Filmed before The Nutters Club radio show went live to air, host Mike King and Dr David Codyre talk to kickboxing champ and community worker Richie Hardcore.

Here's a story on Richie from Stuff.co.nz's Auckland Now.

Among the tattoos on Richie Hardcore's forearm is a song lyric in thick black capital letters that reads: P.M.A ‘TIL I'M D.O.A.

PMA or Positive Mental Attitude sums up the philosophy Mr Hardcore brings to everything he does, including his work as a Community Action Youth and Drugs facilitator for Auckland Council.

He describes the Ministry of Health initiative as a "fence at the top of the cliff" intended to reduce the harm to young people and families caused by illicit drugs and alcohol.

"Off the top of my head, one under 25-year-old a week dies from alcohol-related causes, that's not to say they drink so much they die but it can be by car accidents or violence, which is a real shame," he says.

There are CAYAD units in Central, South and West Auckland and each has its own location-specific objectives.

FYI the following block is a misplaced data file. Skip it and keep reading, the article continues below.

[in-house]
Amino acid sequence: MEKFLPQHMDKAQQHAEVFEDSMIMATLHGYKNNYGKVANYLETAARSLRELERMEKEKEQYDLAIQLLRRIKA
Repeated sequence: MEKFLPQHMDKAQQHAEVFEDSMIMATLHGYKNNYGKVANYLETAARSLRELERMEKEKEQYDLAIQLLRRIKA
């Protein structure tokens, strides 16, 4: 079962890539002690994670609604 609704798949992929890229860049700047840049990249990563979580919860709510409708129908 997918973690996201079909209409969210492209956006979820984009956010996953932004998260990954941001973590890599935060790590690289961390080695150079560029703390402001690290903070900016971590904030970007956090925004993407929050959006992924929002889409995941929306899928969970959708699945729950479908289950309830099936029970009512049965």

Within the Central Auckland unit, Mr Hardcore's focus is on tertiary institutions and the lesbian, gay, bisexual and transgender community.

One of the key outcomes of the CAYAD initiative is creating informed community debate and discussion with a fact-based approach rather than leaning on anecdotal evidence.

"We try and underpin all our projects on research and not opinion, which I think gives it a great strength," he says.

"We don't preach abstinence, because abstinence is not something we want people to do. Look at prohibition, that didn't work in Chicago. Al Capone was making a lot of money out of alcohol. And it's the same with drugs."

Mr Hardcore admits growing up with an alcoholic father gave him a negative perception of alcohol early in life and he never really got into the drinking culture.

For the last five years he has identified as "straight-edge", meaning he does not drink alcohol or take drugs.

"I grew up as a pretty angry and sad kid, and when I got into [punk rock] music I found it was a positive way to channel that.

"For me PMA isn't pretending to be happy, it's about finding positive ways to deal with the hardships life can throw us . . ."

Mr Hardcore is active on social media, hosts a radio show on 95bFM and presents a segment called PMA All Day on TVNZ's youth channel, U.

"I try and use that as a cool way to talk about a subject that is often misrepresented as your parents telling you what to do," he says.

"But it's not about being uncool, it's about not wrecking your life."

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